What Is ROR1?

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Topics include: Treatments and Understanding

Researchers are learning more about ROR1, an oncogene discovered on chronic lymphocytic leukemia (CLL) B cells. At the 2014 American Society of Clinical Oncology (ASCO) meeting, patient advocate Dr. Brian Koffman met with Dr. Thomas Kipps, a investigator of several trials evaluating the use of ROR1, to learn more about this oncogene and its potential use in targeting CLL.

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Please remember the opinions expressed on Patient Power are not necessarily the views of our sponsors, contributors, partners or Patient Power. Our discussions are not a substitute for seeking medical advice or care from your own doctor. That’s how you’ll get care that’s most appropriate for you.

Brian Koffman:

Dr. Brian Koffman here at ASCO 2014.  You want to just quickly introduce yourself?

Dr. Kipps:

Yes.  My name is Dr. Tom Kipps.  I'm at the Moores Cancer Center.  That's with the UC San Diego School of Medicine.

Brian Koffman:

So we were talking about or just about to talk about to talk about ROR1.  So tell us what ROR1 is and why you're excited about this.

Dr. Kipps:

Well, we're kind of excited because—well, ROR1 we kind of stumbled into.  We actually had a protocol…

Brian Koffman:

That's R-O-R-1.

Dr. Kipps:

…ROR1, yes.  What it relates to is a surface protein that we identified on the surface of leukemia cells, and we did this because we had actually engaged in therapy where we were trying to generate vaccines for patients. As you know, we engineered patients' leukemia cells to try and induce—have the patient make an immune response against the leukemia cells, and some patients were able to mount immune responses, and we were able to monitor this.

Some patients developed antibodies, which bound to their own leukemia cells, and they bound to the leukemia cells of other patients.  And so we wanted to find out what that protein was, obviously, and it turned out to be ROR1.  Now, some of those patients anecdotally did very well for some time after therapy without requiring additional therapy.  And so we wanted to figure out what that was all about, and we spent a lot of time trying to figure out how ROR1 was working.  We're still working on that.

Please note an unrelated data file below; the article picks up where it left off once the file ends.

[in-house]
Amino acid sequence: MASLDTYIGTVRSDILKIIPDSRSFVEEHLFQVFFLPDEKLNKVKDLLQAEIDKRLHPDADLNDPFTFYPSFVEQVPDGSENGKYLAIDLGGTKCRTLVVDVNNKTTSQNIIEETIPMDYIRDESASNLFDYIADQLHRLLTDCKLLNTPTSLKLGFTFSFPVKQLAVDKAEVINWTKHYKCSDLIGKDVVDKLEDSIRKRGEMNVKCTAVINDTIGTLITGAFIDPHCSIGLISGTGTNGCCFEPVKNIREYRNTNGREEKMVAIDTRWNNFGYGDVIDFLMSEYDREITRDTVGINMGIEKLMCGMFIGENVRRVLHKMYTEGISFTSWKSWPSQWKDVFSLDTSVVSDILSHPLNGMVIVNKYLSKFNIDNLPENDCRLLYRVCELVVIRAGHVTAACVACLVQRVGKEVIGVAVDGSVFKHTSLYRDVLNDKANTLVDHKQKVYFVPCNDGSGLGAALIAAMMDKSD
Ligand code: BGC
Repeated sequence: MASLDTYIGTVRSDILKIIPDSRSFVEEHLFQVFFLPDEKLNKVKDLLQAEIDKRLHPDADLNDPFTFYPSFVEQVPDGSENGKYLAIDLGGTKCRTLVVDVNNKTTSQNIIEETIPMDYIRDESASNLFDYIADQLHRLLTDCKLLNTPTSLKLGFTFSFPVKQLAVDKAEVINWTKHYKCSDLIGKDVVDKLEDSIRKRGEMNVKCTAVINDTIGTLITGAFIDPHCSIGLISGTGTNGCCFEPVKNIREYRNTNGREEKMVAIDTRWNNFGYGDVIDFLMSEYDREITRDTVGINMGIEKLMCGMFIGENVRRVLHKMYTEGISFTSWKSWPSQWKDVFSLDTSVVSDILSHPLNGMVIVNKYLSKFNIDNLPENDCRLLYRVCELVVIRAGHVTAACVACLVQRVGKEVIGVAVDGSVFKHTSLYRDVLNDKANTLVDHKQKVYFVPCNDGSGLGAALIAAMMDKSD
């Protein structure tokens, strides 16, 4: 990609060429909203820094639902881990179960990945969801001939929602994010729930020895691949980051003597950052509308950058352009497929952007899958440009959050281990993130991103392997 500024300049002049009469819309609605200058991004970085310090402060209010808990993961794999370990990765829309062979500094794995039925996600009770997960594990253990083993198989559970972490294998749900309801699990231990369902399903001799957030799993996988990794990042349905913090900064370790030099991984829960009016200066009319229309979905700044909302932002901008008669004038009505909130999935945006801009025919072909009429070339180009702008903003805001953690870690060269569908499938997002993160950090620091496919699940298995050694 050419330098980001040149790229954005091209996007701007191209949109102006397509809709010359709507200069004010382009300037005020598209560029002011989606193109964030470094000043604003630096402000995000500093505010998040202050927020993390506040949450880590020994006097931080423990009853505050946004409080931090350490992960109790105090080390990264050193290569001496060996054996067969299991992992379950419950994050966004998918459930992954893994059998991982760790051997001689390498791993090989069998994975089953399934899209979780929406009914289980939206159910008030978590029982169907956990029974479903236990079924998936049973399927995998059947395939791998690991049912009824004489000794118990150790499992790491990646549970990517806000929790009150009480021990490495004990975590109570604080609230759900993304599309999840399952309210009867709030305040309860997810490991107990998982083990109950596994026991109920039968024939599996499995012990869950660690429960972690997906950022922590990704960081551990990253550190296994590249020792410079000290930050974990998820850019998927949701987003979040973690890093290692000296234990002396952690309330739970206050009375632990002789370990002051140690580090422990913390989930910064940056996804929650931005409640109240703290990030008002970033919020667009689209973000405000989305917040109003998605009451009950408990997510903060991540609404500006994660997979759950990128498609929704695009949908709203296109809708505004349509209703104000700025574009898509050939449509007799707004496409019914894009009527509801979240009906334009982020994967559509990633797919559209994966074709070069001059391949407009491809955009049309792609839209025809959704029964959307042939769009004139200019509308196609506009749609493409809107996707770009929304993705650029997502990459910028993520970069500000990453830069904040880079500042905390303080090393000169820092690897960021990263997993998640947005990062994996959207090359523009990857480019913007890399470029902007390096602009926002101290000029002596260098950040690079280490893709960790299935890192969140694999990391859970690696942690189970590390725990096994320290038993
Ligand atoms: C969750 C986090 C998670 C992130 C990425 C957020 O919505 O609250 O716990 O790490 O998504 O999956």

But it does seem so serve as a survival signal and a growth signal for the leukemia cell, and it facilitates things such as migration.  And we think that we've identified the way it works in terms of how it interacts with other cells within the so-called micro environment.

And it's critical to think about, but some patients could make an auto-antibody against the protein and affect its biology of the cell.

And so I think that we've wanted to try and mimic that, so we tried to generate a series of different antibodies.  We generated close to 100, and we found one that actually could mimic that activity, and so we worked on that and tried to with help from the California Institute for Regenerative Medicine.  We were able to help engineer that and make it a humanized antibody and actually have it produced under what's called good laboratory practice and to complete pharmacology studies and toxicology studies.  So this has now been filed for application for investigational new drugs, and we hope to be in clinical trials this summer.

Brian Koffman:

So ROR1, what I'm hearing that's different about this is it's on the leukemia cells.  Now, the CD20 is on the leukemia cells, but it's also on all B cells, so—but is this the difference with ROR1, that it's only on the leukemia cell?

Dr. Kipps: